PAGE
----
I now have:
__ 2 to 3 articles on my topic
__ definitions and explanations to understand my topic better
__ keywords written down to search
__ questions from my initial research
Get Some Background Information:
Read one or two articles from a general encyclopedia (Britannica Online), an online database and/or an authoritative website. Background information provides you with definitions, explanations, and terms related to the topic. You also may find reasons to study your topic.
Note: At this stage you really need only two or three brief articles. Don't print out ten 20-page articles. You may not need them and it will overwhelm you! Try these:
When using Science Reference Center, use Advanced Search. Click in the boxes: Find all of my search terms AND Also search within the full text of the articles.
About finding an authoritative website: Find a website which follows these guidelines:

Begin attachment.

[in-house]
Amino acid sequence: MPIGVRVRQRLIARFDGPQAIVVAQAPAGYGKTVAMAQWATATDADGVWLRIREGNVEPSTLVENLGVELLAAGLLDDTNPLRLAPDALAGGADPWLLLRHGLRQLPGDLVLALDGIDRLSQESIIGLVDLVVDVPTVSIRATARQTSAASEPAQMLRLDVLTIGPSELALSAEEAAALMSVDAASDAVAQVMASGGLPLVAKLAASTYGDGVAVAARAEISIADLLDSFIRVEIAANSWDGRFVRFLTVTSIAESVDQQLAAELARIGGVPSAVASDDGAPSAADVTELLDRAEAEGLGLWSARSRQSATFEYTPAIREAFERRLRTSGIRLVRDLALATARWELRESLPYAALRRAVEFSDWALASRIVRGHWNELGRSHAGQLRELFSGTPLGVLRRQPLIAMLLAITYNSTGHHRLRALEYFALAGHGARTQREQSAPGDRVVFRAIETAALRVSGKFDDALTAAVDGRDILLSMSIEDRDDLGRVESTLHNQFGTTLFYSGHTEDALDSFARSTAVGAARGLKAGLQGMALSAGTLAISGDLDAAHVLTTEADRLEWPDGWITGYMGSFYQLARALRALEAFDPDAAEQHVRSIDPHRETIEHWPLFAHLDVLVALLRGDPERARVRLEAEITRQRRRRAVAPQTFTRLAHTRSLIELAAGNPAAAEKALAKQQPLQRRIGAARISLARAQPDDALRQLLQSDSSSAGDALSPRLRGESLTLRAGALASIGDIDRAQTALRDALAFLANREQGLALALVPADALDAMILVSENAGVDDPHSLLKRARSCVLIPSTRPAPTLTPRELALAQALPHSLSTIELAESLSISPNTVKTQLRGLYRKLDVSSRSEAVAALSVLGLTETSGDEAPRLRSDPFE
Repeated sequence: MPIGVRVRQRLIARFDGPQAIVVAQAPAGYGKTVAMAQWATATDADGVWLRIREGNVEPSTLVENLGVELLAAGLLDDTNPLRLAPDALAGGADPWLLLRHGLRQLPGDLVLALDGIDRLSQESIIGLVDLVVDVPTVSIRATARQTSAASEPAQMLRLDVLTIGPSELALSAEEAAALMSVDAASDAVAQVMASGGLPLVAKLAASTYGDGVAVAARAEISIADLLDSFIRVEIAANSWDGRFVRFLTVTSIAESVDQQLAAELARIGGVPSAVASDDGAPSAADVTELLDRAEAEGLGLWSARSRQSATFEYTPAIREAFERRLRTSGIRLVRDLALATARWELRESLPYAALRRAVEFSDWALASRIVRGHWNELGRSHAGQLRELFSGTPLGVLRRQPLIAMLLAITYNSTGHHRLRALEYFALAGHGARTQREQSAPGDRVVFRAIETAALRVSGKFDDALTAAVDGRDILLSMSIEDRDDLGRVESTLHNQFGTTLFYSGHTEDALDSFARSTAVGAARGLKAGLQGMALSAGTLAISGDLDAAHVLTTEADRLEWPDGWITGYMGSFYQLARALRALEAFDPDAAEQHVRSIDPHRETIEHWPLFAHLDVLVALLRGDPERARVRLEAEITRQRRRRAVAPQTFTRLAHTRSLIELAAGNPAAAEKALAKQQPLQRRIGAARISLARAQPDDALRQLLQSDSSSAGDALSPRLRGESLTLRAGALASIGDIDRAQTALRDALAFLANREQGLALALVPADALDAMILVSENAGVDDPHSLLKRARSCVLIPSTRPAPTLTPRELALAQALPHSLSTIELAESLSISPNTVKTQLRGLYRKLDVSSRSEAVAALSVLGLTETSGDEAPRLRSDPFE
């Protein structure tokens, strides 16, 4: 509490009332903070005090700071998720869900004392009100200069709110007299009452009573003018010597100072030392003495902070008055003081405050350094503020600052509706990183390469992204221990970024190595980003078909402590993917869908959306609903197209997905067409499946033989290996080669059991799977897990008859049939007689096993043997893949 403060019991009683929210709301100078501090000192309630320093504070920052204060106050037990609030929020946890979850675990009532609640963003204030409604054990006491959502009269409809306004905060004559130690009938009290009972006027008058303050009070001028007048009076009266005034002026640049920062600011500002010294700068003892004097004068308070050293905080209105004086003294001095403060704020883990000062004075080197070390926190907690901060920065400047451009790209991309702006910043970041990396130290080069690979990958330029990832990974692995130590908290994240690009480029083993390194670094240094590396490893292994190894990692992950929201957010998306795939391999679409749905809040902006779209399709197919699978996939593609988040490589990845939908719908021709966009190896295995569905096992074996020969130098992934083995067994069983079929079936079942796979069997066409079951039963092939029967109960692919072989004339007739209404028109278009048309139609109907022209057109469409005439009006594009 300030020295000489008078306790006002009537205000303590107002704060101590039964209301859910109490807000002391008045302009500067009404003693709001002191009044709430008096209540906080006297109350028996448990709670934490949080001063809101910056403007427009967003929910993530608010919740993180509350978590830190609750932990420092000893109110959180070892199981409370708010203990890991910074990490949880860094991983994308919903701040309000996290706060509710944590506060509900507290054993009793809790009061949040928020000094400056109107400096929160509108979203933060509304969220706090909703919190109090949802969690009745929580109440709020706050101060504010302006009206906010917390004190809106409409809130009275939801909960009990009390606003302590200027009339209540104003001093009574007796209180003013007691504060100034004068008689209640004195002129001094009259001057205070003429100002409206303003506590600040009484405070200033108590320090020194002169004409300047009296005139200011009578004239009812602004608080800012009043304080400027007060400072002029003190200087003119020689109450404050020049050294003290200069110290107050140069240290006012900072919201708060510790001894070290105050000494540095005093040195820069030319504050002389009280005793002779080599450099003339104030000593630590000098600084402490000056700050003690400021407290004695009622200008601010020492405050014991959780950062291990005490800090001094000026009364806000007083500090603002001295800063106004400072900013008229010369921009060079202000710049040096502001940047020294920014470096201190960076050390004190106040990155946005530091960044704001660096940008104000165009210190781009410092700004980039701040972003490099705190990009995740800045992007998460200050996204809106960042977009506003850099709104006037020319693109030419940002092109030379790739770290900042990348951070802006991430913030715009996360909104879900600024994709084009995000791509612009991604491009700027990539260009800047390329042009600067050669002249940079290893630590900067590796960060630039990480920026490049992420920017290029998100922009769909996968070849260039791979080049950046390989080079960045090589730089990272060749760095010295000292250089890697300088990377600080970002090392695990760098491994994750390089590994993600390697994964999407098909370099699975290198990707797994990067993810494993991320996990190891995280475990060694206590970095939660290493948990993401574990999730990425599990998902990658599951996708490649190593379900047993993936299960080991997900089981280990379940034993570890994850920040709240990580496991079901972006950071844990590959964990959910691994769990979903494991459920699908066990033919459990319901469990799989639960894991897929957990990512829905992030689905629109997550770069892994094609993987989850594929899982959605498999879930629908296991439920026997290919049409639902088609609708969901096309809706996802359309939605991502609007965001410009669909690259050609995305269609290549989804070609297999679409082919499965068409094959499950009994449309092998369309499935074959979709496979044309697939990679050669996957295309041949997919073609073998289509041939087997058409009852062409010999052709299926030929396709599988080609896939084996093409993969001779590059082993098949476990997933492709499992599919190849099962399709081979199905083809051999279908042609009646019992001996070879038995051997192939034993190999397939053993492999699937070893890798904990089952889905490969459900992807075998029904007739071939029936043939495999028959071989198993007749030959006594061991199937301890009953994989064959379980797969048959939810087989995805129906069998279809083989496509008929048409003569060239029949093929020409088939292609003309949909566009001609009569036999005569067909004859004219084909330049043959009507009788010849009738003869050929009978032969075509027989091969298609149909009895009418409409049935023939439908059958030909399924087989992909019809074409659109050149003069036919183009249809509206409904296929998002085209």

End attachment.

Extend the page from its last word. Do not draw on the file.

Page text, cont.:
1. Authority: There is an author or reputable organization on the website (i.e. The Environmental Protection Agency).
2. Currency: There is a date on the page that the information was posted and it's recent.
3. Coverage: It's longer than a brief summary and provides information that you can use.
4. Objectivity: It's not a blog or opinion piece. The page has facts and statistics. Check the ads and find out if the creators of the site have a prejudice against or a bias towards a point of view.
From your background reading and topic development, write down keywords. Write down some keywords. These are the important words that you will search later. They define your topic and are basic facts, concepts, terms, events, and/or people. Start a corresponding list of keywords that are related to your first keywords.
Write a few questions that explain the relevance of your topic to your experiment. Start them with What, Where, When, Why, or How.
Your questions could be shoot off of these (adapted from the SSEP Manual):